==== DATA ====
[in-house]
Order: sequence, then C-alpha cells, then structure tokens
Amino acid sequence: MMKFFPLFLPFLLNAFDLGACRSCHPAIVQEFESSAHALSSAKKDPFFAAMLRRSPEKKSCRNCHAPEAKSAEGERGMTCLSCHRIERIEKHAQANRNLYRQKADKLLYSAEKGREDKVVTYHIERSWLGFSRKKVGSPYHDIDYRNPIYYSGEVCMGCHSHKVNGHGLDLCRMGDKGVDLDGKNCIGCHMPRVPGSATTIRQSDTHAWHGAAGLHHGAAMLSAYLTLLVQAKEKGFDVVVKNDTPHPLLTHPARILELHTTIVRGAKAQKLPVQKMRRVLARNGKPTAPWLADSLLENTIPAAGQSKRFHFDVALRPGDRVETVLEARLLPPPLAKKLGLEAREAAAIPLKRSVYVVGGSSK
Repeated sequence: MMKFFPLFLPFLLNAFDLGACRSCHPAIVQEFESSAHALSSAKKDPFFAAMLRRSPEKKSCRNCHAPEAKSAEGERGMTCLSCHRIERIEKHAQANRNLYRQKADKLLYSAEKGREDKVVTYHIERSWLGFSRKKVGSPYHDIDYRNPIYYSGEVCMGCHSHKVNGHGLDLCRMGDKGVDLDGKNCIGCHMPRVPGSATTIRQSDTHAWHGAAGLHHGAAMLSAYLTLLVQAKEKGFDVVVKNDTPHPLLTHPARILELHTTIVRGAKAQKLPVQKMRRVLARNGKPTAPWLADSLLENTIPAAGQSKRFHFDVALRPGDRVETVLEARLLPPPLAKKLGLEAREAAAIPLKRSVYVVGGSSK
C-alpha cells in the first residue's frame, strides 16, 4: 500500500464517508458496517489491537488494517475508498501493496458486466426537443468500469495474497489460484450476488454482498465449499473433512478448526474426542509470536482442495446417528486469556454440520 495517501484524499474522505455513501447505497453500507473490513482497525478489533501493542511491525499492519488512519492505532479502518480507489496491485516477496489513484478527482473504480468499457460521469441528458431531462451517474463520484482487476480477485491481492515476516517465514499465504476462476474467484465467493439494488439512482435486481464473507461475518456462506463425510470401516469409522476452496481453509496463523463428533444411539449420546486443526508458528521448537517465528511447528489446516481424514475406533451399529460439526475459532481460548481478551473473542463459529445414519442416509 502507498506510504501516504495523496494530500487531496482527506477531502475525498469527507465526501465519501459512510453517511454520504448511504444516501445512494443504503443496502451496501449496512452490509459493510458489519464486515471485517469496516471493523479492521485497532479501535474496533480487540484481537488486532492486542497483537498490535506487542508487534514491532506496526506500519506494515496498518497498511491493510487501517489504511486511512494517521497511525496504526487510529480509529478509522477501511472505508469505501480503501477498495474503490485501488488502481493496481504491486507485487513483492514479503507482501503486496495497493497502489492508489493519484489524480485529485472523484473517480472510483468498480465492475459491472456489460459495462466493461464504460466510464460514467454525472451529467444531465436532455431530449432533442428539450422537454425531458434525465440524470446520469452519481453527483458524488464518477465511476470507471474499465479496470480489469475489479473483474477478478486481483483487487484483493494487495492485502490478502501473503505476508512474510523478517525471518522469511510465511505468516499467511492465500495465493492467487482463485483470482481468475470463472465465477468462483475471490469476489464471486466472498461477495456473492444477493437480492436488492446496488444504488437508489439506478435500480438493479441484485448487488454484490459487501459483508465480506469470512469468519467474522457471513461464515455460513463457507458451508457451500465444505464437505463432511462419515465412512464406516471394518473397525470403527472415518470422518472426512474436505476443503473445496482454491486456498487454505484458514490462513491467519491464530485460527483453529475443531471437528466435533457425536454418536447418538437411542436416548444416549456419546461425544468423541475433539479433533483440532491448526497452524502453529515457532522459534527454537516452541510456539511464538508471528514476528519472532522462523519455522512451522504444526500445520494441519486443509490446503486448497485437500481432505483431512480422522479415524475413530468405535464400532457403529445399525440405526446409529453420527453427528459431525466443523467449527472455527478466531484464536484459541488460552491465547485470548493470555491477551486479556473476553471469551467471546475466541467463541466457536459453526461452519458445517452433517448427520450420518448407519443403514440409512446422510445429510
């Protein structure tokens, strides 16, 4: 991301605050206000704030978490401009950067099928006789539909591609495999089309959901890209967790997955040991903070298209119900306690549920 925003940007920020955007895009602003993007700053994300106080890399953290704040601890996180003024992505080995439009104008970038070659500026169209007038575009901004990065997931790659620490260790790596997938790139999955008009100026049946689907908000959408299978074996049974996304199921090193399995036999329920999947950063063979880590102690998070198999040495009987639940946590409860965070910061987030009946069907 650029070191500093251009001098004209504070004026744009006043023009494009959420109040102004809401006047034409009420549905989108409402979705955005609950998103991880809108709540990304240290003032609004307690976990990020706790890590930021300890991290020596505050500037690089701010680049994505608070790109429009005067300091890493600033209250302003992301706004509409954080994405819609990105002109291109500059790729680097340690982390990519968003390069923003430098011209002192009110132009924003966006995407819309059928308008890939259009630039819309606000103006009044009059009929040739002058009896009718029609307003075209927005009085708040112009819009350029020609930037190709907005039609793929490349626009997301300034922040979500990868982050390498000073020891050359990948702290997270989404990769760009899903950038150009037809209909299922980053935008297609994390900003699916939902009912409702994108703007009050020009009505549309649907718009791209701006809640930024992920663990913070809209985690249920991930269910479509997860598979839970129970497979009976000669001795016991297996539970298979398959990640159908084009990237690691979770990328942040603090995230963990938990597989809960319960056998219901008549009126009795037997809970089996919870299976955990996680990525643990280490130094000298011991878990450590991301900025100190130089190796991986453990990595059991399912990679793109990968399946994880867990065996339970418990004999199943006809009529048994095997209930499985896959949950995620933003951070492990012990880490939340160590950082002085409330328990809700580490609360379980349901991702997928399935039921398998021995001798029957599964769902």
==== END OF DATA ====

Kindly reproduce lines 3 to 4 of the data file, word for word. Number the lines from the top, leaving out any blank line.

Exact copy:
Amino acid sequence: MMKFFPLFLPFLLNAFDLGACRSCHPAIVQEFESSAHALSSAKKDPFFAAMLRRSPEKKSCRNCHAPEAKSAEGERGMTCLSCHRIERIEKHAQANRNLYRQKADKLLYSAEKGREDKVVTYHIERSWLGFSRKKVGSPYHDIDYRNPIYYSGEVCMGCHSHKVNGHGLDLCRMGDKGVDLDGKNCIGCHMPRVPGSATTIRQSDTHAWHGAAGLHHGAAMLSAYLTLLVQAKEKGFDVVVKNDTPHPLLTHPARILELHTTIVRGAKAQKLPVQKMRRVLARNGKPTAPWLADSLLENTIPAAGQSKRFHFDVALRPGDRVETVLEARLLPPPLAKKLGLEAREAAAIPLKRSVYVVGGSSK
Repeated sequence: MMKFFPLFLPFLLNAFDLGACRSCHPAIVQEFESSAHALSSAKKDPFFAAMLRRSPEKKSCRNCHAPEAKSAEGERGMTCLSCHRIERIEKHAQANRNLYRQKADKLLYSAEKGREDKVVTYHIERSWLGFSRKKVGSPYHDIDYRNPIYYSGEVCMGCHSHKVNGHGLDLCRMGDKGVDLDGKNCIGCHMPRVPGSATTIRQSDTHAWHGAAGLHHGAAMLSAYLTLLVQAKEKGFDVVVKNDTPHPLLTHPARILELHTTIVRGAKAQKLPVQKMRRVLARNGKPTAPWLADSLLENTIPAAGQSKRFHFDVALRPGDRVETVLEARLLPPPLAKKLGLEAREAAAIPLKRSVYVVGGSSK